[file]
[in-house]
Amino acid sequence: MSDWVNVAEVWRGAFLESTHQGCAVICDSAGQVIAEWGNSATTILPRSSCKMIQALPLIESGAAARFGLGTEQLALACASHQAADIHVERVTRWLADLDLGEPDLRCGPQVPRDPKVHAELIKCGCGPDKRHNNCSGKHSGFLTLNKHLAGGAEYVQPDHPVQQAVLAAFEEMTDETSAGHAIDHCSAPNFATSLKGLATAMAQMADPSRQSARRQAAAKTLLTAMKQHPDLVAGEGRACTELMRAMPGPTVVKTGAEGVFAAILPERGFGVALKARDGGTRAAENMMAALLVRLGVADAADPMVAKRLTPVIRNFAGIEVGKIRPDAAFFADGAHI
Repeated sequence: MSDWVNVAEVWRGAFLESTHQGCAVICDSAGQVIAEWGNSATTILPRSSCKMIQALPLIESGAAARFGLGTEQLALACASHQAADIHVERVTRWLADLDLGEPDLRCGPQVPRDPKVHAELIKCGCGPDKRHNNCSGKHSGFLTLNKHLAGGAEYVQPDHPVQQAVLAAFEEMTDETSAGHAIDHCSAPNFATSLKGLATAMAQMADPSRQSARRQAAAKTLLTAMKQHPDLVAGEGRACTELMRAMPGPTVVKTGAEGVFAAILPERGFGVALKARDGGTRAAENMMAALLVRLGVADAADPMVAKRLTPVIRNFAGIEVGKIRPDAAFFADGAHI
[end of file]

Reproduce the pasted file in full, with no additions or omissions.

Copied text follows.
[in-house]
Amino acid sequence: MSDWVNVAEVWRGAFLESTHQGCAVICDSAGQVIAEWGNSATTILPRSSCKMIQALPLIESGAAARFGLGTEQLALACASHQAADIHVERVTRWLADLDLGEPDLRCGPQVPRDPKVHAELIKCGCGPDKRHNNCSGKHSGFLTLNKHLAGGAEYVQPDHPVQQAVLAAFEEMTDETSAGHAIDHCSAPNFATSLKGLATAMAQMADPSRQSARRQAAAKTLLTAMKQHPDLVAGEGRACTELMRAMPGPTVVKTGAEGVFAAILPERGFGVALKARDGGTRAAENMMAALLVRLGVADAADPMVAKRLTPVIRNFAGIEVGKIRPDAAFFADGAHI
Repeated sequence: MSDWVNVAEVWRGAFLESTHQGCAVICDSAGQVIAEWGNSATTILPRSSCKMIQALPLIESGAAARFGLGTEQLALACASHQAADIHVERVTRWLADLDLGEPDLRCGPQVPRDPKVHAELIKCGCGPDKRHNNCSGKHSGFLTLNKHLAGGAEYVQPDHPVQQAVLAAFEEMTDETSAGHAIDHCSAPNFATSLKGLATAMAQMADPSRQSARRQAAAKTLLTAMKQHPDLVAGEGRACTELMRAMPGPTVVKTGAEGVFAAILPERGFGVALKARDGGTRAAENMMAALLVRLGVADAADPMVAKRLTPVIRNFAGIEVGKIRPDAAFFADGAHI